BRUCKNER Symphony No. 9 - Eduardo Chibás, cond; Venezuela SO - MOUSIKE 1016 (58:39) Live: Caracas 6/7/2007.
Bruckner's unfinished Ninth has fewer textual complications
than most of the composer's earlier symphonies. That's mainly because Bruckner
(1824-1896) died before completing the work's Finale (surviving sketches of the
latter are roughly 80-85% complete, but there are several gaps and most of the
Coda is missing). Had he lived longer, Bruckner most likely would have made revisions
to his last symphony.
Bruckner's unfinished Ninth has fewer textual complications than most of the composer's earlier symphonies. That's mainly because Bruckner (1824-1896) died before completing the work's Finale (surviving sketches of the latter are roughly 80-85% complete, but there are several gaps and most of the Coda is missing). Had he lived longer, Bruckner most likely would have made revisions to his last symphony.
Until the 1930s, the Ninth was performed only in a heavily-altered version of 1903 by the composer's pupil Ferdinand Löwe. After Bruckner's death, Löwe made changes in the Ninth's instrumentation, introduced a few cuts, softened many of the work's dissonances, and added some ludicrously "Wagnerian" orchestral swells to the Adagio. In a special concert given at Munich in 1932, Sigmund von Hausegger conducted the bowdlerized Löwe edition and then followed it with a performance of Bruckner's original in an edition by Alfred Orel (who also published the fourth movement's sketches in 1934). The Orel edition of the first three movements is virtually identical to the one produced by Leopold Nowak in 1951. More recently (2000), Benjamin-Gunnar Cohrs issued a newly-edited version of the three movement torso.
This live 2007 recording from Chibás and the Venezuela Symphony is the third on disc to use the Cohrs edition: the others are the 2002 Harnoncourt/Vienna Philharmonic (RCA) and the 2006 Naito/Tokyo New City (Delta, available from ABruckner.com). In the RCA set (two discs), Harnoncourt also gives a live "workshop" presentation of the Finale's sketches (minus the Coda fragments), with commentary by the conductor, while Naito's CD offers all four movements (the Finale is in a "completion" by William Carragan). In the Scherzo, Naito performs a version of the Trio that Bruckner rejected in favor of the one normally heard. By contrast, Chibás plays only the conventional three movements.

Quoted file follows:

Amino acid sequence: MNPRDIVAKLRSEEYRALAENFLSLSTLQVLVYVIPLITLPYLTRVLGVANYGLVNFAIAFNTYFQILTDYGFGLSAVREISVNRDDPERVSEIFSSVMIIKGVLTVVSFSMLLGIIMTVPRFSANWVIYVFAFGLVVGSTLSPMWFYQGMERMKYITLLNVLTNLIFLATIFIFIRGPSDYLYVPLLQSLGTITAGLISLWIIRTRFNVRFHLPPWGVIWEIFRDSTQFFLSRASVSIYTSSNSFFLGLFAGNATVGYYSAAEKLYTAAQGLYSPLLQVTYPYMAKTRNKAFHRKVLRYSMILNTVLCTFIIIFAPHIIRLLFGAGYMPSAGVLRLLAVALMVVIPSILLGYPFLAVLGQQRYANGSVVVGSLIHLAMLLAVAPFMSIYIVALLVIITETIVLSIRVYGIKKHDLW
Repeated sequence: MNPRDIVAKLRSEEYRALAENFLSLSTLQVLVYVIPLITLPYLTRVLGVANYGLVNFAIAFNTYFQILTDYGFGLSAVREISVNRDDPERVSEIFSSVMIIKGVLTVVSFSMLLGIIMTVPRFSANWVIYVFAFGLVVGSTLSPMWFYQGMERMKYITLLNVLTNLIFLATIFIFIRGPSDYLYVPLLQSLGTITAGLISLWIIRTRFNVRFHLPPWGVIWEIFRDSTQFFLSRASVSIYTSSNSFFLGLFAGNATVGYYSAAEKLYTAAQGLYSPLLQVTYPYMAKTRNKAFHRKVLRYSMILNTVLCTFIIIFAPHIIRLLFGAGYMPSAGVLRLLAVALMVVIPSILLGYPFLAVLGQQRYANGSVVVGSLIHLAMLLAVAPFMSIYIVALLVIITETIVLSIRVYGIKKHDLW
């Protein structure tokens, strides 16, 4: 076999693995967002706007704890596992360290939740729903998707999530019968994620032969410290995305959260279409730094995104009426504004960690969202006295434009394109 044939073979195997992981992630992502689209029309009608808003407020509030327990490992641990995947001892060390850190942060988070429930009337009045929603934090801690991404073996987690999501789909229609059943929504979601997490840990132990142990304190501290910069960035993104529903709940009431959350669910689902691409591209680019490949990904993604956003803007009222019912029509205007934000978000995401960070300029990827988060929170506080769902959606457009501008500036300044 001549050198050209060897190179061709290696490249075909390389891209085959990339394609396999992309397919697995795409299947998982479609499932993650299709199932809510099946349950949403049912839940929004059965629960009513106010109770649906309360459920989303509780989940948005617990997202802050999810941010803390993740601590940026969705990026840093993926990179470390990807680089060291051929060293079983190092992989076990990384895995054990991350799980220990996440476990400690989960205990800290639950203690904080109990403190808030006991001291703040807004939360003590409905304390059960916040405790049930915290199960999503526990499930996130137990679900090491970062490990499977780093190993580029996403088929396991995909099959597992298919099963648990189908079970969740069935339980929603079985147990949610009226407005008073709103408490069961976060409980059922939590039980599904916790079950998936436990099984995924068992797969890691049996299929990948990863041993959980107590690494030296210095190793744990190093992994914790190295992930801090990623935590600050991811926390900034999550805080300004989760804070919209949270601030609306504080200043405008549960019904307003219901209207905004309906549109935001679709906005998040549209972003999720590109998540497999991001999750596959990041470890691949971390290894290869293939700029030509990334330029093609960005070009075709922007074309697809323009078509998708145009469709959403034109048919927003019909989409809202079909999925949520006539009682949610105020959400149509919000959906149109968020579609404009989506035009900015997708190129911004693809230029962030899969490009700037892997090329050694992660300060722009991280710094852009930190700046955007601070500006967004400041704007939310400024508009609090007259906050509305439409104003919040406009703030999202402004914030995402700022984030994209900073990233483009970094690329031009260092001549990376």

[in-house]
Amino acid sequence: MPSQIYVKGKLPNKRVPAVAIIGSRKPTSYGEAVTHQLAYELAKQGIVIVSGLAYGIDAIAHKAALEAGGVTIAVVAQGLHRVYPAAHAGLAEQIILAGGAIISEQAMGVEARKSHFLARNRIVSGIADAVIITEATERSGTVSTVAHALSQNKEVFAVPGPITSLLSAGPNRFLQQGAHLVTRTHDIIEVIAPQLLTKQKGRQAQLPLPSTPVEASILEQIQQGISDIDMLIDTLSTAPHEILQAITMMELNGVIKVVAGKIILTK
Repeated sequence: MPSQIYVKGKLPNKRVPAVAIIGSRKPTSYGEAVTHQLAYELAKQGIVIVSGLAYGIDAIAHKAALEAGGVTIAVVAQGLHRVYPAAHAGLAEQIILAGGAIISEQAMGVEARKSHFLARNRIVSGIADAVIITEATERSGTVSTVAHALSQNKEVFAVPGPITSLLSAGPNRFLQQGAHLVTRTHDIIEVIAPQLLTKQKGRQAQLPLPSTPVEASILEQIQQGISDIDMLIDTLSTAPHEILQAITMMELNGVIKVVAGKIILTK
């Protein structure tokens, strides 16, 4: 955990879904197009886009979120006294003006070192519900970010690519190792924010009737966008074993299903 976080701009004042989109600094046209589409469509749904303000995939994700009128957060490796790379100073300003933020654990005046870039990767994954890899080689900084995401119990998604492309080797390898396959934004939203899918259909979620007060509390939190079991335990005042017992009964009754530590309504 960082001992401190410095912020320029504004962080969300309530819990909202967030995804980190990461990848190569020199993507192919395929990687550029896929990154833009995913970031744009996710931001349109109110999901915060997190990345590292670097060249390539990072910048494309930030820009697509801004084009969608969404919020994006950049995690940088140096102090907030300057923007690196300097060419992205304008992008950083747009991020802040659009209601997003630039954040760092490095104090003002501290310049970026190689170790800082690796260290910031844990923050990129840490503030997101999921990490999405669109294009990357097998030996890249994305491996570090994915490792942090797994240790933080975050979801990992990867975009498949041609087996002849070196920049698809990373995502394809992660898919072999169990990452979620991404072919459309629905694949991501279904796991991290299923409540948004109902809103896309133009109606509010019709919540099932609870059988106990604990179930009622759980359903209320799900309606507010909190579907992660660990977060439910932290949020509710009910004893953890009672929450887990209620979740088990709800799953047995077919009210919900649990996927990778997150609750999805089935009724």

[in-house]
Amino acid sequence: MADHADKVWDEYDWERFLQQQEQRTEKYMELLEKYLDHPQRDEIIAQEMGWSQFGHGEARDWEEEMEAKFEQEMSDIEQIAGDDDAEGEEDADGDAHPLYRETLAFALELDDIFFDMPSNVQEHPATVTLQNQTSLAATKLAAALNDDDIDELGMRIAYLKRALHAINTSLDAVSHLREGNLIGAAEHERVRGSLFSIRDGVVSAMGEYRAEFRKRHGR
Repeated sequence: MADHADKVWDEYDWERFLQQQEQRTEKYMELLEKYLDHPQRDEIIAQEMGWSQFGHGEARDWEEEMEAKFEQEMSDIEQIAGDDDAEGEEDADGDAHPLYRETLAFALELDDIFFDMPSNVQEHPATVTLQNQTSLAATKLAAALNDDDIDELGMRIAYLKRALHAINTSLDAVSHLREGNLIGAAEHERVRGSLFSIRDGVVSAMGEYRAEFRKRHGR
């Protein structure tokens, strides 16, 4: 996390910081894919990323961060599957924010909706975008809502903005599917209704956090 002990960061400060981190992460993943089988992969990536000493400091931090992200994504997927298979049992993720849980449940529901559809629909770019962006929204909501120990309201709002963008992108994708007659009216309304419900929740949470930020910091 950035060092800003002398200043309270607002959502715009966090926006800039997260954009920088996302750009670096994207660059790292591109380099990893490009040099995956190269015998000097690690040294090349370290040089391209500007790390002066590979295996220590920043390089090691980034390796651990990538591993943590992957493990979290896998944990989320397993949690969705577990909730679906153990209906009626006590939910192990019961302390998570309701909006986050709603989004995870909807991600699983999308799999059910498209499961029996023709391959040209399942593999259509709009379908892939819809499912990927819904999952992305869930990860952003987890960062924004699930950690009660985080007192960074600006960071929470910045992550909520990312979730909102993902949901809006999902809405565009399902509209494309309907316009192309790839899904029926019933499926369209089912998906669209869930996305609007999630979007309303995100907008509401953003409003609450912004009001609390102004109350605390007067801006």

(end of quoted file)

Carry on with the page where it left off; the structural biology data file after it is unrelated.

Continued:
In following these three recordings with my copy of the Nowak score, I couldn't detect any major differences in the Cohrs edition, save for a few added timpani strokes at bars 299-301 of the opening movement (heard only from Harnoncourt and Chibás; Naito omits them). Chibás delivers a reading that is solemnly dramatic, sincerely committed, and effectively paced. While his orchestra is not a top-flight ensemble, it plays with great determination, despite some suspect intonation here and there. The first movement is well-shaped and avoids the episodic quality heard from Harnoncourt; the Coda is suitably majestic. Chibás takes the Scherzo at a fairly swift 9:55 that's full of menace. Although his players show some signs of tiring in the Adagio, Chibás manages to convey most of the music's angst and loneliness.
All three of these Cohrs edition Bruckner Ninths are worth owning. The best-played is the Harnoncourt/VPO, but there are a few interpretive eccentricities: the strings are made to play with little vibrato, there's a too-brisk approach to the Trio's second subject, and a bizarre speed-up in the Adagio's second subject tends to trivialize the music. Still, the execution is superb, and the "workshop" presentation of sketches from the Finale is most absorbing. Naito is the most subtly expressive of the three, and his reading of the Finale "completion" is more persuasive than any of the others I've heard (i.e., those from Inbal, Talmi, Eichhorn and Wildner). Chibás is the most volatile and impassioned, and his disc has the advantage of a budget price (six dollars plus postage). Jeffrey J. Lipscomb